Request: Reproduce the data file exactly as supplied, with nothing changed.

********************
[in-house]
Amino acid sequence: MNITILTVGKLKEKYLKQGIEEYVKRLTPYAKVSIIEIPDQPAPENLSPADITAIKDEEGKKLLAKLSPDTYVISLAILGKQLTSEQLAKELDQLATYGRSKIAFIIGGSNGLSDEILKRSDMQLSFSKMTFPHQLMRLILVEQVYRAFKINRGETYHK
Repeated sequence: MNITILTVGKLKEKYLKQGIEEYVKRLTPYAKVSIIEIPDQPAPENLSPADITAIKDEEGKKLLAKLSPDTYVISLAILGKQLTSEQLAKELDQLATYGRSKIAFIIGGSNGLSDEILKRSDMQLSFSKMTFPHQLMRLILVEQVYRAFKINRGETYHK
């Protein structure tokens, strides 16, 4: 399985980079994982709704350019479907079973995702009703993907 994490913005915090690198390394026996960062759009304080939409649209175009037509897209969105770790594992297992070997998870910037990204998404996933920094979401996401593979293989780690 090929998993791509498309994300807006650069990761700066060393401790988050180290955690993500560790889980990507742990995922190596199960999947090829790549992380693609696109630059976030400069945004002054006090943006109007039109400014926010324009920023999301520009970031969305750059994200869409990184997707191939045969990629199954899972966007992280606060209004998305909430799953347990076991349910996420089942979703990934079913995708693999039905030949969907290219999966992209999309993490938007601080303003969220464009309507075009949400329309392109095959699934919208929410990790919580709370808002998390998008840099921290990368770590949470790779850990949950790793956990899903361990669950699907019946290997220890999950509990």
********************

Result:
[in-house]
Amino acid sequence: MNITILTVGKLKEKYLKQGIEEYVKRLTPYAKVSIIEIPDQPAPENLSPADITAIKDEEGKKLLAKLSPDTYVISLAILGKQLTSEQLAKELDQLATYGRSKIAFIIGGSNGLSDEILKRSDMQLSFSKMTFPHQLMRLILVEQVYRAFKINRGETYHK
Repeated sequence: MNITILTVGKLKEKYLKQGIEEYVKRLTPYAKVSIIEIPDQPAPENLSPADITAIKDEEGKKLLAKLSPDTYVISLAILGKQLTSEQLAKELDQLATYGRSKIAFIIGGSNGLSDEILKRSDMQLSFSKMTFPHQLMRLILVEQVYRAFKINRGETYHK
């Protein structure tokens, strides 16, 4: 399985980079994982709704350019479907079973995702009703993907 994490913005915090690198390394026996960062759009304080939409649209175009037509897209969105770790594992297992070997998870910037990204998404996933920094979401996401593979293989780690 090929998993791509498309994300807006650069990761700066060393401790988050180290955690993500560790889980990507742990995922190596199960999947090829790549992380693609696109630059976030400069945004002054006090943006109007039109400014926010324009920023999301520009970031969305750059994200869409990184997707191939045969990629199954899972966007992280606060209004998305909430799953347990076991349910996420089942979703990934079913995708693999039905030949969907290219999966992209999309993490938007601080303003969220464009309507075009949400329309392109095959699934919208929410990790919580709370808002998390998008840099921290990368770590949470790779850990949950790793956990899903361990669950699907019946290997220890999950509990």